its the easiest most whimsical of the lot….but you know……thats just my opinion man

              i have a really nice illustrated version of it

              • After reading The Hobbit and The Lord Of The Rings to my kids when they were younger, I think The Hobbit works better.

                The world-building of the Lord books was too much for him, I think. I don’t think his heart was really in it. He was better dealing with people swimming through a little slice of a much bigger sea with foggy boundaries they couldn’t grasp, not so much trying to put together a whole world.

    • I remembera paperback of Dune in my library with a great cover illustration of the sand worm, but then leafing through the start and getting bummed there were no worms. I never got past that. I guess based on the movie they only show up much later.

  2. I have and have read the entire 12-volume Dance to the Music of Time series by Anthony Powell. Altogether that’s approximately 3,000 pages. It took Powell about a quarter of a century to write.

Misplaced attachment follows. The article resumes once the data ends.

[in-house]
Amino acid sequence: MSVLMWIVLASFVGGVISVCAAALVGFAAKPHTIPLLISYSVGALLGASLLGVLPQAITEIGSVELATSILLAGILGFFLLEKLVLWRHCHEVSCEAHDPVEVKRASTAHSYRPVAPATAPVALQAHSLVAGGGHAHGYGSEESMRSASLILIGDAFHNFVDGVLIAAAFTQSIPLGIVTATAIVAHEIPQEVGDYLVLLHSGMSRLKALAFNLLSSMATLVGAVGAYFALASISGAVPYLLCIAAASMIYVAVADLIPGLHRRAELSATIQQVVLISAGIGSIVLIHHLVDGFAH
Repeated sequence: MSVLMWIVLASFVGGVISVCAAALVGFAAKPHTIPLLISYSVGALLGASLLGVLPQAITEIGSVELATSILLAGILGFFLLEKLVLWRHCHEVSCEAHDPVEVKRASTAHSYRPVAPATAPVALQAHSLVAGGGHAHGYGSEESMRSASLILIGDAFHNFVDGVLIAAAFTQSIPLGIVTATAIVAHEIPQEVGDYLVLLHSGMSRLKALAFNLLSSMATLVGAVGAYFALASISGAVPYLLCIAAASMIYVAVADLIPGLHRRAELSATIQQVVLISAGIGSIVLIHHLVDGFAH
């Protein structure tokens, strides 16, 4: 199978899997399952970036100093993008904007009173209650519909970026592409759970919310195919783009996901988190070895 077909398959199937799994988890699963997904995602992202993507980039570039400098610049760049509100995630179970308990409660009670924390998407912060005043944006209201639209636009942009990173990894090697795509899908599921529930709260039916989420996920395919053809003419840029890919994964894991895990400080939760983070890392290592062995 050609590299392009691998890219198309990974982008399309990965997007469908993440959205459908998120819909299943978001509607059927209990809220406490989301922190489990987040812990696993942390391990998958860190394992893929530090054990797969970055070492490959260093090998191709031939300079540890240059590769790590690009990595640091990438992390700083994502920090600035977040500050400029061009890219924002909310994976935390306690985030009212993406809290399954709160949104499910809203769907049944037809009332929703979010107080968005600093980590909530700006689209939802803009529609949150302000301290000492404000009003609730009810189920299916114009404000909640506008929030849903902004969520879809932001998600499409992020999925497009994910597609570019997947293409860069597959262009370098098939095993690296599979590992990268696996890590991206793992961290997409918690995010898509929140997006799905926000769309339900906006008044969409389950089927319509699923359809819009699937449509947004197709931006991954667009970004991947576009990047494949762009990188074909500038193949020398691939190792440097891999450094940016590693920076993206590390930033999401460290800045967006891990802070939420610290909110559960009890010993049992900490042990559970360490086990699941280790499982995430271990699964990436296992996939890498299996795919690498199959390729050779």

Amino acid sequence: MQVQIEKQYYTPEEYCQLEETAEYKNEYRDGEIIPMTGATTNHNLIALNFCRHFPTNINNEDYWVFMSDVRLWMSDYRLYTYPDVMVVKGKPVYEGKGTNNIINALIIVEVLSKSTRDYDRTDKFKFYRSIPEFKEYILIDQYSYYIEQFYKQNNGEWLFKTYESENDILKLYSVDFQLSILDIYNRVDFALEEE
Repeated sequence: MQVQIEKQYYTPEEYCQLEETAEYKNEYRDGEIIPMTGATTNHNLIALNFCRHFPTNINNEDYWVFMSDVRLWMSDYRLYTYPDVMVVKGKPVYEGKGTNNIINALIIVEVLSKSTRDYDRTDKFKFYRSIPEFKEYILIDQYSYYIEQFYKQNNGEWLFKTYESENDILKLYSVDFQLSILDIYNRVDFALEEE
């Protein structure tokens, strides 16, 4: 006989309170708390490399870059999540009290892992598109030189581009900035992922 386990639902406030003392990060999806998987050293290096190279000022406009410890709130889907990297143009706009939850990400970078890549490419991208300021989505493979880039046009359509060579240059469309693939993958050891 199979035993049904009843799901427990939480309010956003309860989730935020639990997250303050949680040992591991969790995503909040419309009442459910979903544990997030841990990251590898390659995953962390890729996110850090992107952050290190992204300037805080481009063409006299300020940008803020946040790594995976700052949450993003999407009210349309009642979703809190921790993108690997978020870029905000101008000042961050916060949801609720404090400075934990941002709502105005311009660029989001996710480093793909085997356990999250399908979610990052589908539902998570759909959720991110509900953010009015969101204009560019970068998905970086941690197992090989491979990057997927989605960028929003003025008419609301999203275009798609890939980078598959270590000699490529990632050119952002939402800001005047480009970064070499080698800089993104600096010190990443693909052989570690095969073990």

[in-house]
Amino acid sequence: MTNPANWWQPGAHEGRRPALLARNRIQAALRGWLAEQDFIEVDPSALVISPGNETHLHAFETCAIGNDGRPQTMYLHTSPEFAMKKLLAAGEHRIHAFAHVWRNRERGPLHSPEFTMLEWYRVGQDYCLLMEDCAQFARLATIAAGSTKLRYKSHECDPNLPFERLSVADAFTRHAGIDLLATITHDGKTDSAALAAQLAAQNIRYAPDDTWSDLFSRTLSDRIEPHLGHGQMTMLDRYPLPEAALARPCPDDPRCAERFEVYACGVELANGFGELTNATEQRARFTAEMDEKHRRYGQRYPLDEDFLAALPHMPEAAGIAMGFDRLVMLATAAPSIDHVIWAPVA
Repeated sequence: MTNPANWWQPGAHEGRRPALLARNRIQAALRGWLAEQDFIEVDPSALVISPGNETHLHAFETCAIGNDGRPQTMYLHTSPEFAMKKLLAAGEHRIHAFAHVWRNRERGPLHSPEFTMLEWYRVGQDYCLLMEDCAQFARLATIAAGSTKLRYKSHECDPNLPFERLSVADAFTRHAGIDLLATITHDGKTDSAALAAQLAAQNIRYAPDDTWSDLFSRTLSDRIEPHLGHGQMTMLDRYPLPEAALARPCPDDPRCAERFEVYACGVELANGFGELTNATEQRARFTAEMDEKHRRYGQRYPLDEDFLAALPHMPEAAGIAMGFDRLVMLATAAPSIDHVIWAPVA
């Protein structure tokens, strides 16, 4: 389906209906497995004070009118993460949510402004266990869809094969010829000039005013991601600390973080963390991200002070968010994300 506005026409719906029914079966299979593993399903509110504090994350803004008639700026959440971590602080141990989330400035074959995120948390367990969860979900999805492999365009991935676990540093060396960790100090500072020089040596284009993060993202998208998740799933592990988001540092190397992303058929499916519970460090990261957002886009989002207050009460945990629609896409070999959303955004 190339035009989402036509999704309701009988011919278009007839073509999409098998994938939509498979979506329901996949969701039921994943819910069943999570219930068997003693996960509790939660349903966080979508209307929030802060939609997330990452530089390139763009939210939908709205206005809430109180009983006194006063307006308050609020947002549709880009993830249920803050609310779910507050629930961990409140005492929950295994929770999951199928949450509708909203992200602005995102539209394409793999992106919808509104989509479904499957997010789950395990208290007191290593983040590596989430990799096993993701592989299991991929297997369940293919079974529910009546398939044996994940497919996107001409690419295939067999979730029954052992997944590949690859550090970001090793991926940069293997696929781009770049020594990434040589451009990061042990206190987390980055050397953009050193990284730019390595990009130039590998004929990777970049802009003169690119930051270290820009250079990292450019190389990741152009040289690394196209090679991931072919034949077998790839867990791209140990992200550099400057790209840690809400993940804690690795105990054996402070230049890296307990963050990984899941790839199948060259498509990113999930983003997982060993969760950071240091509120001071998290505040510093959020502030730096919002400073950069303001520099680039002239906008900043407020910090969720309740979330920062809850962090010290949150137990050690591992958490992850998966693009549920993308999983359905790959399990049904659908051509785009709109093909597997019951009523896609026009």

• Oh it most definitely is, but In Search of Lost Time defeated me. I got about halfway through Swann’s Way (the first of the seven books) but the neurasthenia I found a little suffocating. More than a little suffocating.

        Where I went to college if you were a French major you had to take and pass this one class, and in this class you had to read Swann’s Way in the original. I think it was taught by the Chairman of the French department who had been teaching it for decades but “recollections may vary.” An Israeli friend of mine told me that this requirement, for him, was even more intimidating than his eventual compulsory military service. He passed the class though. Don’t know how he made out in the IDF.

  3. Capote Gerald Clark – 631 pages


    In the Spirit of Crazy Horse Peter Matthiessen 688 pages

    Literary Outlaw: The Life and Times of William S. Burroughs Ted Morgan 746 pages

    Shadow Country Peter Matthiessen 912 pages.

    The Gormenghast Trilogy Mervyn Peake 960